I record my audio separately from my video so one of the first things I always have to do in an edit is sync those two up. Whereas in Premiere I have to sync the two files in the timeline, with Final Cut you do that in the project window before bringing it down. It means you are only working with one file in the timeline – it’s a neater way of working.

Multicam clips are dealt with much better in FCP too – again you sync them before dropping them to the timeline. Again you’ll only have one file to deal with – which initially confused me – but there’s a shortcut (of course) that will flick between the two camera angles. That shortcut is command>shift>left or right arrow.

Colouring

It’s possible that if you are super talented and experienced Premiere may offer higher-end colouring tools, but those found in Final Cut Pro are easier to use and achieve decent results with.

I found that two scopes helped me greatly when colouring. Press command>7 and then choose the dual mode and look out the Vectorscope and RGB overlay scopes. There are videos online explaining how best to use them – but it’s honestly pretty easy to get good colour results. Using these will also help achieve a good white balance. When colouring I used the colour wheels which are easier to use than Premiere’s and it didn’t take long until I began delving into colour curves and Hue/Saturation curves as well.

That’s what I meant about the UI – it makes a lot of sense. Of course, it helped bringing some previous editing knowledge to the table but even so, I’ve been amazed at how easy it is to pick up the basics of FCP.

One of the imports was from my iPhone 15 Pro Max which I shot in log. Last week it confused me that although the footage was shot log and was thus totally flat and de-saturated, in the timeline it showed up colour-corrected back to REC 709.

It turns out that FCP will automatically correct log footage from an iPhone. That’s all well and good but the downside is you are then more limited on the corrections you can make. A better fix is to turn that off in the extended view of the info tab to the right of your screen and then apply your own.

Go to the Effects menu (bottom left) and look for colour. Then drag over the custom LUT. Now with the log footage highlighted you can go to the movie tab and under custom LUT add your favourite correction LUT with total control via the colour wheels. I found that having the colour wheels above the LUT makes a massive difference as well.

Sound

Without a doubt, Premiere Pro wins hands down in its audio side.

The Essential Sound panel has everything you need to get great audio results. One obvious flaw in Final Cut Pro is that you can’t set (so far as I’ve been able to find) the audio to the correct audio standard for video which is -23 LUFS. In Premiere it’s right there in front of you.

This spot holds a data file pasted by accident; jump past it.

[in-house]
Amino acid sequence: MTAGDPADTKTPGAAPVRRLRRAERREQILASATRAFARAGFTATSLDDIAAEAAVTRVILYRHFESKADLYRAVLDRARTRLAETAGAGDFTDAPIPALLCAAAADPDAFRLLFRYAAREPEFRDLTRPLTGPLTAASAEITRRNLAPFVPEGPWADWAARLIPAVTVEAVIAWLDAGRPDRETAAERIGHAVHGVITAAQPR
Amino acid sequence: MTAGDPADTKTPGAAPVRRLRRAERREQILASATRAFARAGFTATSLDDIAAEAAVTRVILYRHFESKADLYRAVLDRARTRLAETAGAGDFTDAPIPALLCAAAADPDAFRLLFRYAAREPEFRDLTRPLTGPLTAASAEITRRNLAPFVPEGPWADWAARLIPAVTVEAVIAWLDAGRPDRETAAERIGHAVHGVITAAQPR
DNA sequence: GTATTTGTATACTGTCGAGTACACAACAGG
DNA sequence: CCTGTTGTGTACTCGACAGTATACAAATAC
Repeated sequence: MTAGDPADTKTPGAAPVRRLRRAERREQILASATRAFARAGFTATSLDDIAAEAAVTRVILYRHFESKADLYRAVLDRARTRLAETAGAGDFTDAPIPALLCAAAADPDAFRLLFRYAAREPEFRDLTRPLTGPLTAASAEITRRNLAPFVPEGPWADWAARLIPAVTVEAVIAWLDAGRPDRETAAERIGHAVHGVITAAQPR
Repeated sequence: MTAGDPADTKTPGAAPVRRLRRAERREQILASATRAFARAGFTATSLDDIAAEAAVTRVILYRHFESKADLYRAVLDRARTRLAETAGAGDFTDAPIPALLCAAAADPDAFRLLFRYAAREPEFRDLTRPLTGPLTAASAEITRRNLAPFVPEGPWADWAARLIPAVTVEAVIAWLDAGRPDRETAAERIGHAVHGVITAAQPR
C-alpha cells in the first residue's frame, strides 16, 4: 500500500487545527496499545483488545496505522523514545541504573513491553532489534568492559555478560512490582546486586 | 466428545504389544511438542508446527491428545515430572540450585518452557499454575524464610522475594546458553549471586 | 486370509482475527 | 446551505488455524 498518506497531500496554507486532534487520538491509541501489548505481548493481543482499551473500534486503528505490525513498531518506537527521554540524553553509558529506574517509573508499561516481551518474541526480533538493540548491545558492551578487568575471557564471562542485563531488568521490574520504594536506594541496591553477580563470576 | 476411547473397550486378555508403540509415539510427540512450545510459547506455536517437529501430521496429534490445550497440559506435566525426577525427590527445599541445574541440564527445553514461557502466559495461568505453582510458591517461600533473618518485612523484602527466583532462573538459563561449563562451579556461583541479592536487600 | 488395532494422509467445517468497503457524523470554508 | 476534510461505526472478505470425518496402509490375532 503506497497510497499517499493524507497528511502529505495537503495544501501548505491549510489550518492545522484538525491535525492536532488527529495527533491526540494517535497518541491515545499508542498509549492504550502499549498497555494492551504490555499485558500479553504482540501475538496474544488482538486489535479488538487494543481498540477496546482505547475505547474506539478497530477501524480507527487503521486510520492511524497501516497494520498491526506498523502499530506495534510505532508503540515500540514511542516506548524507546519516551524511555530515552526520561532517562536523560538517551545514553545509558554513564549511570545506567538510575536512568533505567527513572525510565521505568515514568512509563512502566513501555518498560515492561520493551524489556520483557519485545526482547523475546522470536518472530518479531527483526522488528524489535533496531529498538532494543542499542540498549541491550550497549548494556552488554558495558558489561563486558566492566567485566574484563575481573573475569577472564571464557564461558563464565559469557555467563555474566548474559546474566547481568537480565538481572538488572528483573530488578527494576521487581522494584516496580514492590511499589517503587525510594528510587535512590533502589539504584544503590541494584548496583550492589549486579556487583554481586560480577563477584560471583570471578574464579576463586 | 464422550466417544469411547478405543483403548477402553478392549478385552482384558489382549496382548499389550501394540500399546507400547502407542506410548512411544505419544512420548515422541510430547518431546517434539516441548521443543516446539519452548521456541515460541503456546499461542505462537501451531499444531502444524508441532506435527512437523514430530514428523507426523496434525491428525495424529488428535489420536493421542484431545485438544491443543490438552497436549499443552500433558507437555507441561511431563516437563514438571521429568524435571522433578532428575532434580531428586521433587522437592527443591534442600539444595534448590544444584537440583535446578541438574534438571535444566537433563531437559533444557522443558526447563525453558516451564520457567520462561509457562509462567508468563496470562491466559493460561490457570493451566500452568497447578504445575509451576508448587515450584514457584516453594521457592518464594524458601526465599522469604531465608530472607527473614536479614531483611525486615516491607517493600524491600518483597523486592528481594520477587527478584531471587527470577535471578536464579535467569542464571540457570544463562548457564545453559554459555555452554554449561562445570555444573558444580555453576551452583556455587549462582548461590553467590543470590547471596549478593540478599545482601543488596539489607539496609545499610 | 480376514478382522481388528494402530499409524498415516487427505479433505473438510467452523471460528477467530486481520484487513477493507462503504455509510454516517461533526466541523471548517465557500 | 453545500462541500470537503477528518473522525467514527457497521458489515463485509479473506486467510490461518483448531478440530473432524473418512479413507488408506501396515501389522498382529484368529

I mentioned I recorded my audio independently so by habit I still first take it into Audition and treat it there and set it to -23 LUFs and then bring that file into FCP. In an ideal world, I should be able to do that all in Final Cut – maybe it is there and I’ve just not found it yet. One win for FCP is the Voice Isolation tool – don’t use it too much though, but it’s a great tool.

Also, SRT files are something that natively doesn’t seem to be part of Final Cut. An SRT file allows you to import subtitles when you’re uploading to YouTube. It is so easy in Premiere. I’ve heard there may be plugins available to buy that will get you SRT files in FCP – but it’s an added unneeded cost.

Another omission is that there are no adjustment layers in FCP – you have to find one and import it yourself. I’ve done that now – but again it seems a lot of hassle for something that should be so easy.

Final thoughts

The magnetic timeline is nowhere near as hard to get used to as I thought it would be – that came to me ever so easily.

It’s a neater and easier timeline to navigate and gets less messy as you’re dealing with fewer physical lines of footage. After the initial multi-cam and audio sync you are dealing with just one timeline – with the audio attached.

Plugins are what make an editor though – it’s those that give your projects that polished look. Everyone raved about MotionVFX – and now I can see why. Not only do they have a fantastic range of packs available to buy, but they automatically install. I have never come across plugins that are so easy to install and use.

Overall, I can see why so many creators use Final Cut Pro. If I’ve been able to get used to it this quickly and produce professional-looking videos without missing a beat, I think that speaks volumes for how intuitive it is. It’s just more fun to use – that’s the carry-away that I’ve found.

Sure it means that Apple will be getting another £300 out of me after my 90-day free trial period is over, but by that time I should be flying – shortcuts n’all and I’m pretty sure I won’t be turning back. I wrote about my first thoughts on FCP a few weeks back and the more I use it the more I like it.

Give Final Cut Pro a go – if it’s been on your mind but you’ve kept holding back, wait no longer. I promise you there is nothing to be afraid of…

If you have started to use Final Cut Pro or already do and want to add some quality plugins to your collection MotionVFX has kindly given me an affiliate link. If you buy through this link you’ll be helping support my efforts as a writer and creator.